Bank mergers and acquisitions present customers with a dilemma of whether to stay or flee the new bank that gets possession of their accounts. Customers are smart to do some research into the new bank's fees, services, rates and policies before they decide whether to accept the new status quo or switch to another bank as Chris Morris reports in "Your bank's been acquired: Should you stay?" on Bankrate.com.
For many customers, as Morris notes, apathy may be the response. After all, it's a hassle to research a bank and make a switch, especially if you have multiple direct deposits and withdrawals or have personalized your online banking. (Banks are, of course, wise to the high switching costs of these particular services.)
But whether you decide to stay with the new bank or make a switch, you should be exceptionally diligent about monitoring your accounts during the transition from Bank A to Bank B.
I speak from experience, though my last encounter with an acquisition-driven bank switcheroo happened more than a decade ago. In that case, one of my accounts was transferred not once, but twice in less than a year as Bank A was bought by Bank B, which was then acquired by Bank C.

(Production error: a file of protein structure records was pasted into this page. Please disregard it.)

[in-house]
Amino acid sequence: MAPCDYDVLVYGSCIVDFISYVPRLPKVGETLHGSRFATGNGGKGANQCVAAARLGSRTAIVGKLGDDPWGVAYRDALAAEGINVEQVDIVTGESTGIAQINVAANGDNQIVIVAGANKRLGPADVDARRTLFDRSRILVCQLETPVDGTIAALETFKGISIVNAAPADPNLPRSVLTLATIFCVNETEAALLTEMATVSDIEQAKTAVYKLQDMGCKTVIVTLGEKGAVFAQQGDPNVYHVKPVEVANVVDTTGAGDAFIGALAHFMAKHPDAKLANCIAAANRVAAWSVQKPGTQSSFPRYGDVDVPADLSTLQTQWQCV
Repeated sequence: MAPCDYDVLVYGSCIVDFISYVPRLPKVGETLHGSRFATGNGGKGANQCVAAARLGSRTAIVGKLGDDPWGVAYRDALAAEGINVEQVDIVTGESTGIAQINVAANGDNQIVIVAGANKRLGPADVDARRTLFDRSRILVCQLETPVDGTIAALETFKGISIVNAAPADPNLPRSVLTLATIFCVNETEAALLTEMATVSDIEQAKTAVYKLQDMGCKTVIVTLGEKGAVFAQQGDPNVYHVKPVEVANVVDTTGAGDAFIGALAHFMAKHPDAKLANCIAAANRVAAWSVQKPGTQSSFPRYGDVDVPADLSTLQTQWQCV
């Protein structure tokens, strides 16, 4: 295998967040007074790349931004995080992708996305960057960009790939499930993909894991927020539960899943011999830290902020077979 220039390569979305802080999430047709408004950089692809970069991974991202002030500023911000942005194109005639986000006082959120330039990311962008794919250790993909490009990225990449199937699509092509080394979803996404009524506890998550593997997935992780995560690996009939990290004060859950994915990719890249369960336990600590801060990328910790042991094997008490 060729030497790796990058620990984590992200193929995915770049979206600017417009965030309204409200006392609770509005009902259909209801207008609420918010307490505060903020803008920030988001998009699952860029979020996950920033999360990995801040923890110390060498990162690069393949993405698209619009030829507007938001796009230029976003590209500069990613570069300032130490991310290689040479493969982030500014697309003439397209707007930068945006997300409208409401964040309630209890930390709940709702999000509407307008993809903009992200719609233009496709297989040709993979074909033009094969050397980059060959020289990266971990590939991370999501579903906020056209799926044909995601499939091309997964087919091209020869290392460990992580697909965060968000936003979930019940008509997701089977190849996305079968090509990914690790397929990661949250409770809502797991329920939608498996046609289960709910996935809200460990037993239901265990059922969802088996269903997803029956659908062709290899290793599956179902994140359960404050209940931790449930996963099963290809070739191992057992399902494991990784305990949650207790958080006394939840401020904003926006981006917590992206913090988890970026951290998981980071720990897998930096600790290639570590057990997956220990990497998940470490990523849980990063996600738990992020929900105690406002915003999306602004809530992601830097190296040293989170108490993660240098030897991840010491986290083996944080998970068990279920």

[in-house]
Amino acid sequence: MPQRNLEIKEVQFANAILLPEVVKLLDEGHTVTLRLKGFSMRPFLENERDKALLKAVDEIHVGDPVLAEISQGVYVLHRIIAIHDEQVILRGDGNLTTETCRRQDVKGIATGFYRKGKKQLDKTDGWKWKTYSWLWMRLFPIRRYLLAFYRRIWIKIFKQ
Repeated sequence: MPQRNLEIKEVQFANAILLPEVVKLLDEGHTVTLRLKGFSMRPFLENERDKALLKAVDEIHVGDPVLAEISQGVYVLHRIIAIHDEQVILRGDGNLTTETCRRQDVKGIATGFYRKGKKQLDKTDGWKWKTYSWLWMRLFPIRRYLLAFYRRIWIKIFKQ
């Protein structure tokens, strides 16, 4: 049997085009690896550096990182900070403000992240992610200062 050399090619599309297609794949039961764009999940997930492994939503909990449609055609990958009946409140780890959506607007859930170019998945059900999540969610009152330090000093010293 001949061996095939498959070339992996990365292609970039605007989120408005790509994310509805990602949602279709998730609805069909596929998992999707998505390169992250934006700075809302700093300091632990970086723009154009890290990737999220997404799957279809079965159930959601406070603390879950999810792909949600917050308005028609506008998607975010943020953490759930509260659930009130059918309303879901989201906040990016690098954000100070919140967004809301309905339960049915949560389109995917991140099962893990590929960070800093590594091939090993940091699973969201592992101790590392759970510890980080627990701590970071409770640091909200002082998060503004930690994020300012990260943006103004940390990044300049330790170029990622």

Bank B relocated my safe deposit box from one of Bank A's bank branches to one of its own branches. I was notified of this relocation by U.S. mail, but only after I'd stopped by Bank A and discovered it was closed and my supposedly safe-guarded documents were not there.
Bank C double-deposited a month's worth of paychecks, an error in my favor. Notified of their mistake, they offered to help me balance my checking account -- for a fee. I declined, and amazingly enough, they never reversed the error. (Free money!)
Although these goof-ups occurred a long time ago, they were traumatic at the time and quite memorable. And they serve well to illustrate the kinds of problems that can happen.
If your bank account was moved from Bank A to Bank B and perhaps then to Bank C, was the transition smooth or do you have a cautionary tale to share?